TSA makes more modifications to screener pay system

Changes to the pay system, effective April 1, include the elimination of a test that measures screeners' knowledge of standard operating procedures in 2008. Hawley said officials instead will develop new training standards that employees will be required to pass.
"We want our employees doing their job and gaining knowledge through training," he said, "not bogged down with assessment requirements."
Colleen Kelley, president of the National Treasury Employees Union, said Thursday that the SOP tests are an ongoing problem because they are not aligned with actual job duties and are based on constantly changing procedures. This temporary reprieve is welcome, she said, but TSA simply should eliminate the tests.
TSA also plans to tweak its image testing, which measures screeners' abilities to detect certain images on screening devices. Hawley acknowledged that screeners often are trained and tested on different standards, and he pledged to find a solution that would align training and testing but not adversely affect the workforce.
Hawley said he also will replace the PASS system's five rating categories, such as "role model" or "exceeds standards," with numeric scores. In addition, the agency will reduce the amount of required training for TSA screeners in 2009.
The move marks the second time TSA has modified its screener pay system. In September, the agency made major changes to the system, citing employee feedback as the primary force behind improvements.
Mark Roth, general counsel for the American Federation of Government Employees, on Wednesday praised the changes to the PASS system, but added that the union remains wary of many parts of the system's structure.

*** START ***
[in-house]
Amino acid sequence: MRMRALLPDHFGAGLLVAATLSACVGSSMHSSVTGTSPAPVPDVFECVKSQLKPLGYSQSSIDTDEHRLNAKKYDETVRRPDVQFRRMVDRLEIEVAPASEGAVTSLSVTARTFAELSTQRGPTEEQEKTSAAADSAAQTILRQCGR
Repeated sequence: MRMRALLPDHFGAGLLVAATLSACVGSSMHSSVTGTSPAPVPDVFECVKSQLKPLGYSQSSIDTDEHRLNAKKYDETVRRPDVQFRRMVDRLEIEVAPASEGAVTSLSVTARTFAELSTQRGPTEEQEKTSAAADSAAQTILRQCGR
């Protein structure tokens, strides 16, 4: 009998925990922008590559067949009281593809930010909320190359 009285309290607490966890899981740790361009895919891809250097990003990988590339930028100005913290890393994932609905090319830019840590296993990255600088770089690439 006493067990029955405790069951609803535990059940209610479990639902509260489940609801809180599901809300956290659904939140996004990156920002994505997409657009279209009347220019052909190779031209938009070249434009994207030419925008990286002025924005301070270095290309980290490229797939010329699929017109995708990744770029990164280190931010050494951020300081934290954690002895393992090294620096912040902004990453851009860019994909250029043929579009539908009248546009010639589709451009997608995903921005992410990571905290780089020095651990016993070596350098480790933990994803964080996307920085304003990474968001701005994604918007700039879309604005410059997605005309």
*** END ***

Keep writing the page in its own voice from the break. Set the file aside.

A reduction in required training, for example, is not consistent with the statutory requirements the agency is supposed to meet, AFGE said, adding that TSA officers often cannot complete training requirements because of understaffing at airports.
Congress should take a more assertive role by insisting that the agency hire enough workers to get the job done, AFGE said, and compelling TSA management to ensure training requirements are completed.
AFGE added that TSA officers still cannot appeal an unfair PASS evaluation to an objective third party. The system also involves an arbitrary assessment of collateral duties by management regarding which officers receive certain duties, the union said, adding that taking on these extra duties often can raise an officer's final PASS rating.
"We can see the incremental movement toward a saner approach to the issue of employee compensation at TSA," said Bill Lyons, AFGE national organizer. "However, these baby steps serve only to tinker around the edges of the real problems within TSA."
Kelley said the ultimate solution to severe problems affecting the TSA workforce would be to extend to them collective bargaining rights and place them back on the General Schedule.
"There simply is no substitute for collective bargaining, which would provide employees with a truly meaningful voice, and a pay system employees can view with clarity and trust," she said.

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